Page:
I can say this now because I no longer have a label: I hate liner notes. I almost never read them. Like a lot of things, they are easy to do poorly, and hard to do well. The writer needs a knowledge of film, of music, of film music (not the same thing), the ability to write clearly, an understanding that it’s a commercial product (no trashing the movie), and a willingness to do research and check facts—like looking up the years of the movies and not just pulling them from memory (Jeff Bond!).

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Film Score Friday 10/2/15
Posted By Scott Bettencourt 10/1/2015 - 9:00 PM
The first release in Intrada's new series of soundtrack LPs presents Richard Band's orchestral score for the 1986 horror fantasy TROLL, released on 180 gram Audiophile vinyl with a deluxe gatefold presentation and custom cover art.
La-La Land has announced their current slate of October releases. On October 6 they will release their previously announced 12-disc boxed set of music from the original LOST IN SPACE TV series, a new release of Bruce Broughton's wonderful score for THE MONSTER SQUAD, and TIME'S UP, featuring music compsed by Michael McCuistion for the observatory at L.A.'s Griffith Park. On October 20 they will release two 2-disc sets of Blake Neely's music for hit superhero TV series, ARROW: SEASON 3 and THE FLASH: SEASON 1, and a CD pairing two horror scores by Richard Band, PUPPET MASTER: AXIS RISING and THE EVIL CLERGYMAN.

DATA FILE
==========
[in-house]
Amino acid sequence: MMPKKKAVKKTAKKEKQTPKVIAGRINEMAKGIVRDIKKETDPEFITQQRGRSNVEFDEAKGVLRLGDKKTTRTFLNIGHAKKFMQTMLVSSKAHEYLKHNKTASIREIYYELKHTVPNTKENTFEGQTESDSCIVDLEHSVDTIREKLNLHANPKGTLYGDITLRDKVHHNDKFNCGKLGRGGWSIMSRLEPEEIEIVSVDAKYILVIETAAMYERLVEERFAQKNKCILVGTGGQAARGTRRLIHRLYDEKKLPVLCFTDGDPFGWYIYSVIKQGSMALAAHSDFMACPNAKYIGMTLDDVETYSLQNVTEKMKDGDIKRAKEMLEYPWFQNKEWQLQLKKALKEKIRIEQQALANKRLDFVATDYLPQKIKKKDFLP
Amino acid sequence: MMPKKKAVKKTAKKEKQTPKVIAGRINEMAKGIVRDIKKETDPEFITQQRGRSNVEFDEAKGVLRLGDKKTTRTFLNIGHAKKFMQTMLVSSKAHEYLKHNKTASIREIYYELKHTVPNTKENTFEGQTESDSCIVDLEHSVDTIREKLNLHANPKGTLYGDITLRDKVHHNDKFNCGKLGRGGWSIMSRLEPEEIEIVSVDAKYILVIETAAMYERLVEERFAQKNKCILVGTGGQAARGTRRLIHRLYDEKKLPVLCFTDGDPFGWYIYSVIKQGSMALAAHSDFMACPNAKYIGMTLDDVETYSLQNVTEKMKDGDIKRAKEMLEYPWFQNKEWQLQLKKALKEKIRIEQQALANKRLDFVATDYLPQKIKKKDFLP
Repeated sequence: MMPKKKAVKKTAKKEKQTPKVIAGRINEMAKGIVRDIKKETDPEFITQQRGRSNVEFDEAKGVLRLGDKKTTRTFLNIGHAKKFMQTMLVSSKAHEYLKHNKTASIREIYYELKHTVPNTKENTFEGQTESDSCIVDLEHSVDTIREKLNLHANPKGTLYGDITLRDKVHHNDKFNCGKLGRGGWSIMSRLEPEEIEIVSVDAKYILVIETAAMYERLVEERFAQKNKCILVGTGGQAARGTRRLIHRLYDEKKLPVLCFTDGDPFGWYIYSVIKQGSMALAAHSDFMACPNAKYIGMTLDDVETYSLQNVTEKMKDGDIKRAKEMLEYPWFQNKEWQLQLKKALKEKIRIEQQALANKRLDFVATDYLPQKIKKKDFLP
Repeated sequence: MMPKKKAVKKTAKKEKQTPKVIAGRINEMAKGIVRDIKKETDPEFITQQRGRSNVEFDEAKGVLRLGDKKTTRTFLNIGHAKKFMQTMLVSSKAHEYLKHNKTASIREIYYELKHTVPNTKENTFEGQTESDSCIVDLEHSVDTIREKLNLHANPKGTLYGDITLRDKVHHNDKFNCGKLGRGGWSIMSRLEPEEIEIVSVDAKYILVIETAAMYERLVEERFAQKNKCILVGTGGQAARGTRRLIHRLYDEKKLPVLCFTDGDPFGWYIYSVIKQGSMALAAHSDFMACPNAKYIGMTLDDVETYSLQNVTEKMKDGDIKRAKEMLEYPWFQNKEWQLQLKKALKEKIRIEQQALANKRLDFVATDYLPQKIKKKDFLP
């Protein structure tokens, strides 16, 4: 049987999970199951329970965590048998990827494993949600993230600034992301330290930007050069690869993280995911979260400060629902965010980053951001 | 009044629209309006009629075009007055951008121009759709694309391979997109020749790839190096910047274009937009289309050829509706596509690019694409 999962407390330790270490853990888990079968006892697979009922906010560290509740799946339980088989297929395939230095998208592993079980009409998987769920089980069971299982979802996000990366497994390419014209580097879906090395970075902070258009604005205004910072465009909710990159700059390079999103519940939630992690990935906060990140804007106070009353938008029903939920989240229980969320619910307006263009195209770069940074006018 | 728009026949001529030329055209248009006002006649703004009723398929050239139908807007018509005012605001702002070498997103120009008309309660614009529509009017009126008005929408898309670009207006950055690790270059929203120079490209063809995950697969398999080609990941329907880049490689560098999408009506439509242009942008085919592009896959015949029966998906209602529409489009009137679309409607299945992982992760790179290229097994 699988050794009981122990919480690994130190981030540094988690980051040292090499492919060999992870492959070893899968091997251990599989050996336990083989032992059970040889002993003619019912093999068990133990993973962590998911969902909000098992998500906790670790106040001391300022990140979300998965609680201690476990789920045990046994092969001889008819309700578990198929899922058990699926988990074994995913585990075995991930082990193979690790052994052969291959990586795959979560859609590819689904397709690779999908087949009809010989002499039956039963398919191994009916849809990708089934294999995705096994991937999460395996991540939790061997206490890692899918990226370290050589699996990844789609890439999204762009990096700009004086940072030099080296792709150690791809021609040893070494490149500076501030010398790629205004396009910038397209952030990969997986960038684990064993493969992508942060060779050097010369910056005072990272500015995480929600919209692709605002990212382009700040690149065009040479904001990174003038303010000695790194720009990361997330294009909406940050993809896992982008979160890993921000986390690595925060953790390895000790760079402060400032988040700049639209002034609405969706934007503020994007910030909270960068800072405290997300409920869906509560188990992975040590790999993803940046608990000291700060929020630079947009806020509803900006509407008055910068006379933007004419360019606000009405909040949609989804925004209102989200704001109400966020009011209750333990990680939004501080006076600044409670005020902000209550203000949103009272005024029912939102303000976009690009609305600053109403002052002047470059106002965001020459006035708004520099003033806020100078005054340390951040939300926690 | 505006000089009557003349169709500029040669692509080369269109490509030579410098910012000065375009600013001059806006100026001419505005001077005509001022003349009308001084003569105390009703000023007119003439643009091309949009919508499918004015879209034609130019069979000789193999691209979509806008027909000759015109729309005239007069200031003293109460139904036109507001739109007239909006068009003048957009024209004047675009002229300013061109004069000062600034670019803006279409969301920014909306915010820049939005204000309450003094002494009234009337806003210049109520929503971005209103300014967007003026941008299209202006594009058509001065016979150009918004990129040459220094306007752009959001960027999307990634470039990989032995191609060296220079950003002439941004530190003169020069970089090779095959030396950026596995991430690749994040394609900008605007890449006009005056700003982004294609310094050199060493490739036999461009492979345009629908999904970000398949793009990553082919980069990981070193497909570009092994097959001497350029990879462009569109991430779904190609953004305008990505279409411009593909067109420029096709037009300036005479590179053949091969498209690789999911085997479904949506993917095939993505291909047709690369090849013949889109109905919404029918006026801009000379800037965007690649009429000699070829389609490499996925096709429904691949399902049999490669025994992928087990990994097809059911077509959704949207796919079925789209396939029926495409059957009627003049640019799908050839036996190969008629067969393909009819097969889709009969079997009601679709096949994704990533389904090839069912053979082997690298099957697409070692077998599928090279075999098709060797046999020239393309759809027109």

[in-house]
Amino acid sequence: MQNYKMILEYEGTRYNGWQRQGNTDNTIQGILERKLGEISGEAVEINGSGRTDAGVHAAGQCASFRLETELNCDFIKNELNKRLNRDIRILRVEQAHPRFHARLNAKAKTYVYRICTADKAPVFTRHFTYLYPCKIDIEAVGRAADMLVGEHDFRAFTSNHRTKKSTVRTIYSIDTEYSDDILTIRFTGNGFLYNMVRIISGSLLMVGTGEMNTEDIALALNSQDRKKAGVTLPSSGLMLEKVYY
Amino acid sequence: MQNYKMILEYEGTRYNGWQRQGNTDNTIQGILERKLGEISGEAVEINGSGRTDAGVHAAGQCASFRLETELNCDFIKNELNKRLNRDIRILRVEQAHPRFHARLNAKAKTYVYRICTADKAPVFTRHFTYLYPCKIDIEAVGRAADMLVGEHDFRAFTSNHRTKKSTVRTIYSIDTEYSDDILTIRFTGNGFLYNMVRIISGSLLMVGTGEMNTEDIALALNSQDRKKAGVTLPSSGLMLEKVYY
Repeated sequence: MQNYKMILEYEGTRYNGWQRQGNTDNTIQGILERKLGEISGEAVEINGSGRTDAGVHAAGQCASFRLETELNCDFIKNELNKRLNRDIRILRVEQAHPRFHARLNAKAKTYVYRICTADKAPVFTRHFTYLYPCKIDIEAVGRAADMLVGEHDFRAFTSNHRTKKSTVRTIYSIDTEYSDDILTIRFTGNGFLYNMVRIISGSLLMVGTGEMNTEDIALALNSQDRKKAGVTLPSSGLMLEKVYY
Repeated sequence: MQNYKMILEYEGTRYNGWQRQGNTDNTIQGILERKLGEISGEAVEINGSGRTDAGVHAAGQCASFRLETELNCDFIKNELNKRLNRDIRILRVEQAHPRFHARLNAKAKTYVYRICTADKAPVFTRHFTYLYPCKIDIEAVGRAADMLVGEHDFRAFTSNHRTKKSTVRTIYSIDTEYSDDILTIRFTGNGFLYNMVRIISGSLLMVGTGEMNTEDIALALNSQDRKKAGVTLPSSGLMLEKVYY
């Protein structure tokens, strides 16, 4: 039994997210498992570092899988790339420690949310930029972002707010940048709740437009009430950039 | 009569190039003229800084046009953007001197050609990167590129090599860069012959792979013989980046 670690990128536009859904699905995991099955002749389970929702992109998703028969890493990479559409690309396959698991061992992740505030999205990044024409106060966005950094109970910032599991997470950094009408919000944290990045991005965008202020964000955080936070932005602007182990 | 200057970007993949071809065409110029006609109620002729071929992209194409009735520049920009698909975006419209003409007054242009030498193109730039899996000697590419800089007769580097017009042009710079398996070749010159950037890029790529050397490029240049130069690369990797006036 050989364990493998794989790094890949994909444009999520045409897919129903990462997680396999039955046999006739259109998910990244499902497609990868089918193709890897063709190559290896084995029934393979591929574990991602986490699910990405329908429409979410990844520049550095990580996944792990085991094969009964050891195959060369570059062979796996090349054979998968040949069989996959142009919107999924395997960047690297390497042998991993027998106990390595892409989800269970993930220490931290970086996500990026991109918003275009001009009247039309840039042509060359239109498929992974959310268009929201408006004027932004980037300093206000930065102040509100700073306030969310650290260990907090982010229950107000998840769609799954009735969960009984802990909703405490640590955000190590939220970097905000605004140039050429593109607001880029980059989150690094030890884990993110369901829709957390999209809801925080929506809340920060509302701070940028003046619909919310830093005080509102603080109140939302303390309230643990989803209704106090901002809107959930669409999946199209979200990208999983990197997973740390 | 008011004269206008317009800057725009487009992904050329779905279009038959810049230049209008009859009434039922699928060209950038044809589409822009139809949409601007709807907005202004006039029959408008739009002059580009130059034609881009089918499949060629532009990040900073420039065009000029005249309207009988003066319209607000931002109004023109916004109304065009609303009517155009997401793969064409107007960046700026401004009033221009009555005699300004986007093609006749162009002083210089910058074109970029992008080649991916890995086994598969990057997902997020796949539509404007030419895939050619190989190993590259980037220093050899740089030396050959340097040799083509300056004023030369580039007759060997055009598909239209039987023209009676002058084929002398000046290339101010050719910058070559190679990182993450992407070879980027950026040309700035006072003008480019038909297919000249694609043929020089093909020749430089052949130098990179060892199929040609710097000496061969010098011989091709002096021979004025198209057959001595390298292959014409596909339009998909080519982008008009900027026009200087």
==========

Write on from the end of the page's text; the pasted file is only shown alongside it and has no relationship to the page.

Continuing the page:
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Aisle Seat 9-29: Late September Rundown
Posted By Andy Dursin 9/28/2015 - 9:00 PM
Director Wes Anderson’s films are an acquired taste and only a few of them have connected beyond his core group of fans. His 2012 effortMOONRISE KINGDOM (***½, 94 mins., PG-13), though, brought Anderson one of his most successful commercial films that’s also one of his sweetest and more accessible pictures: a visually captivating tale of two young teens (Kara Hayward and Jared Gillman, both making impressive feature debuts here) from a fictional coastal New England community in the ’60s who run away from their environmental confines (the girl from a pair of bickering parents played by Frances McDormand and Bill Murray; the boy from a foster home that’s already said they won’t be taking him back).
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Film Score Friday 9/25/15
Posted By Scott Bettencourt 9/24/2015 - 9:00 PM